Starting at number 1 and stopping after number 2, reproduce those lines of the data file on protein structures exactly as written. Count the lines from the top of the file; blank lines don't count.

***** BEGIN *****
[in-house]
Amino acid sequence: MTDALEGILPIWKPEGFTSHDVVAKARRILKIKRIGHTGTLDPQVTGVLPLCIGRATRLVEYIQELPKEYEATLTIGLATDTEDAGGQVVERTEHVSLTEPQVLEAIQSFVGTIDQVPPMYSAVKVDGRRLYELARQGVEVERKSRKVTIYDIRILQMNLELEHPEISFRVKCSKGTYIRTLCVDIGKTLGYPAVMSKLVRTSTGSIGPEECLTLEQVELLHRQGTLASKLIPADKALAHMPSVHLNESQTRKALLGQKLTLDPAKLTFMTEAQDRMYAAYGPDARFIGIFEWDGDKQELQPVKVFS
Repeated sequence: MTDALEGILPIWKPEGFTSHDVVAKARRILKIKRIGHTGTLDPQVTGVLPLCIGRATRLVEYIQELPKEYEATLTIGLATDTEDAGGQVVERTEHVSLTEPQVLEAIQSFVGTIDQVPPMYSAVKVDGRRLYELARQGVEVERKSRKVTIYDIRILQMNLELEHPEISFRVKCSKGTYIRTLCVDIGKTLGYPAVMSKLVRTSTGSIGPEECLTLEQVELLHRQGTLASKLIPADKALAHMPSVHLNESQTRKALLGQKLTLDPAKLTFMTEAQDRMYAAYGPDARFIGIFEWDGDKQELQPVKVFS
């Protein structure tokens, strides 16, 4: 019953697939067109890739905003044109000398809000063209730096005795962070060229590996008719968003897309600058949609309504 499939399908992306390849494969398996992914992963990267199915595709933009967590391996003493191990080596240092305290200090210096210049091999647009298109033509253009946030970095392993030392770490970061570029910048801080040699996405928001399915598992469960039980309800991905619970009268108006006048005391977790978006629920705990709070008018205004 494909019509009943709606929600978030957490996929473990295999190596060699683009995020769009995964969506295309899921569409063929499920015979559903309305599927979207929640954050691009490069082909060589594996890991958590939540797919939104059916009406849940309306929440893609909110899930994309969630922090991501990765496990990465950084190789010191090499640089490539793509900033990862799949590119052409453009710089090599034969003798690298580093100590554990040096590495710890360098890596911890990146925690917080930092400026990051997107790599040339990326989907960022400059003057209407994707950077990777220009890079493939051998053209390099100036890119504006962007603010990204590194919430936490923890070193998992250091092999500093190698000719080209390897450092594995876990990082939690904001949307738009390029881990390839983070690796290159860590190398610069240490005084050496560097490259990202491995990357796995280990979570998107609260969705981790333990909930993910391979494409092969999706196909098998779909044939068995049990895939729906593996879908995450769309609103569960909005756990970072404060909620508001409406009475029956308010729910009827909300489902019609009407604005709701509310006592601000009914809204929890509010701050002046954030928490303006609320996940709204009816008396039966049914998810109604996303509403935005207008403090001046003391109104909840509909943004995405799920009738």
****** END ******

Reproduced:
[in-house]
Amino acid sequence: MTDALEGILPIWKPEGFTSHDVVAKARRILKIKRIGHTGTLDPQVTGVLPLCIGRATRLVEYIQELPKEYEATLTIGLATDTEDAGGQVVERTEHVSLTEPQVLEAIQSFVGTIDQVPPMYSAVKVDGRRLYELARQGVEVERKSRKVTIYDIRILQMNLELEHPEISFRVKCSKGTYIRTLCVDIGKTLGYPAVMSKLVRTSTGSIGPEECLTLEQVELLHRQGTLASKLIPADKALAHMPSVHLNESQTRKALLGQKLTLDPAKLTFMTEAQDRMYAAYGPDARFIGIFEWDGDKQELQPVKVFS